But here are the facts. According to the American Cancer Society, in the United States penile cancer is extremely rare, affecting only 1 in 100,000 men and accounting for about 1% of all cancers. The cancer arises from the foreskin (the tissue cut off by circumcision) 21% of the time, and from the head of the penis 48% of the time. The remaining 31% of these tumors arise from the shaft of the penis and are likely not influenced by whether the individual is circumcised or not.
Penile cancer is a disease of older men, with the prevalence rising abruptly after 60 years of age, with a peak in incidence at age 80. In 2005, 310 men died of this disease in the United States representing a mortality rate of 24.8% among sufferers of this condition. This number reflects a frequent delay in diagnosis due to a reluctance to seek care for the disease. With early treatment, cancer of the penis is highly treatable.
The NNT to prevent cancer of the penis has been calculated to be 909. That is, 909 boys must be circumcised to prevent a single case of invasive cancer of the penis many decades later. Look, there are plenty of things to worry about when your baby is born – cancer of the penis ain’t one of ‘em!
Sexually transmitted diseases/HIV
Studies in countries where heterosexual HIV is epidemic (the United States is not one of those countries) have demonstrated a lower rate of HIV in men who are circumcised. However, the link between HIV and circumcision in developed countries is not nearly as clear cut. Some studies have found no difference in rates of HIV among men based on their circumcision status whereas others found a mild association.
One thing is clear: the likelihood that a man will develop STDs including HIV in the United States is related to his sexual practices including the number of partners he has and whether he engages in high-risk sexual activity. Public health interventions that reduce high-risk sexual behaviors are going to be far more effective at reducing HIV in the United States than circumcision will ever be.
But to follow through with number needed to treat analysis, all we can say is that the NNT varies dramatically by region. In Uganda, the NNT for HIV prevention via circumcision is 55. In Canada, on the other hand, more than 5,000 circumcisions must be performed to prevent a case of HIV infection (http://www.ncbi.nlm.nih.gov/pmc/articles/PMC2231534/).
Many parents are just not comfortable with the appearance and the perceived need for special care of the uncircumcised penis, particularly if the father of the baby is circumcised. They are alarmed when the foreskin cannot be retracted past the head of the penis (a completely normal situation in the first few years of life, known as physiologic phimosis) and they sometimes complicate matters by unnecessary manipulation of the foreskin leading to a painful and urgent condition known as paraphimosis, where the skin gets stuck behind the head of the penis.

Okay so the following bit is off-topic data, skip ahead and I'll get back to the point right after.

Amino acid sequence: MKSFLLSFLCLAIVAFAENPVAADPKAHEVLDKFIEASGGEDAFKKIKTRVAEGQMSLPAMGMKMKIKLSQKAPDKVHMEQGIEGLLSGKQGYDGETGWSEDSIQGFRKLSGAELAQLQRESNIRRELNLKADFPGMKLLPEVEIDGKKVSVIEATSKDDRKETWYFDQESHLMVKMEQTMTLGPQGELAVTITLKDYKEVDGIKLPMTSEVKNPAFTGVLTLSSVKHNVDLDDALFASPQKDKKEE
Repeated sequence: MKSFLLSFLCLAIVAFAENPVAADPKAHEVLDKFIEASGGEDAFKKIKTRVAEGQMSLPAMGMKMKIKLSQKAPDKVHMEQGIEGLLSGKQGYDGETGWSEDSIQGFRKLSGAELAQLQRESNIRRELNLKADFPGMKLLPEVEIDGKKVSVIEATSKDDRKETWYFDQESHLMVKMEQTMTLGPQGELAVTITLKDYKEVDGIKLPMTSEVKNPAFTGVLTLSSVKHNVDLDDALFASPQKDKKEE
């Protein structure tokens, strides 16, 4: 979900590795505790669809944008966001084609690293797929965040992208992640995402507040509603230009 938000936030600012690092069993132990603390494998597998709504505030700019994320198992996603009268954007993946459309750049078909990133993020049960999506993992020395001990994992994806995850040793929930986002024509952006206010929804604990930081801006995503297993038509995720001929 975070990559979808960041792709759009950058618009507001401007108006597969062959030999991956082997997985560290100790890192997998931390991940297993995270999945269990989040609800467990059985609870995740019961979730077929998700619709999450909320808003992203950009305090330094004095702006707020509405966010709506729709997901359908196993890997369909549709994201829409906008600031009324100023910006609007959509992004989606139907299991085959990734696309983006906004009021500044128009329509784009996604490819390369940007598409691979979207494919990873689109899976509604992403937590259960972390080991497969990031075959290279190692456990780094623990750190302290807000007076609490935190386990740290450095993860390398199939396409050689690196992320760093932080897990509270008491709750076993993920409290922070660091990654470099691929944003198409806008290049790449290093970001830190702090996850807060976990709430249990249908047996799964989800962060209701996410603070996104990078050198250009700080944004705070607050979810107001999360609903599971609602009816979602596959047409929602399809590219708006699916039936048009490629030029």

These conditions can be easily handled and prevented with simple care, though many doctors contribute to this problem by dispensing misguided advice (read Forcing the tissue in Why Doctors Believe Weird Things: http://pediatricsincrisis.blogspot.com/2013/06/800x600-normal-0-false-false-false-en.html).
Risks of circumcision
In the hands of an experienced surgeon, the risks of circumcision are quite low. The rate of immediate complications ranges from 0.2% to 10%. The most commonly reported problem is bleeding. Rare catastrophic complications include amputation of the penis, kidney failure and overwhelming infection. Late complications include meatal stenosis (a narrowing of the opening of the urethra) and, among some men, the report of an alteration in the sensitivity of the penis, particularly in the act of sexual intercourse.
Certainly, another downside to the procedure is the pain associated with it. In years past, this was brushed away with the breezy argument that babies do not perceive pain the way older children do, and wouldn’t it be best to have a painful procedure done when the child will not remember it (and can’t fight you off quite as effectively)? It goes without saying that infants do perceive pain, and the sensation of pain in the newborn period interferes with sleep and feeding and may even modulate the perception of pain later in life.
Putting it all together
Circumcision is a common and generally safe procedure in the newborn period. It is the only elective procedure that is performed in neonates. The most compelling medical reason to have the procedure performed is to reduce the likelihood your baby will experience a urinary tract infection in the first year of life. Other health benefits are minimal or less well established and can be addressed with more effective strategies and interventions. At a minimum, some of the purported health benefits involve issues that probably don’t need to be dealt with in the first 48 hours of life when other challenges, such as the successful establishment of breast feeding, are far more important.
If you've decided you’d like to have your baby circumcised, I advise the following:
1. Understand your reasoning in reaching this decision and be sure you’re comfortable with your choice. Almost always, this is best achieved by having a frank discussion with your baby’s doctor.
2. Decide on the most appropriate timing to establish your goals.
3. As with any procedure, select a practitioner that is experienced in performing the procedure and who is able and available to deal with the odd complication.
4. Discuss the method of pain control selected by the surgeon. General anesthesia is only used in older children due to the higher risk of complications with its use in newborns. But all babies deserve some form of pain control during and after and surgery.
5. Be sure you understand and are comfortable with all post-operative care.
And whatever choice you make, don’t sweat it. It’s unlikely that it will have a major, lasting impact on your child’s health either way.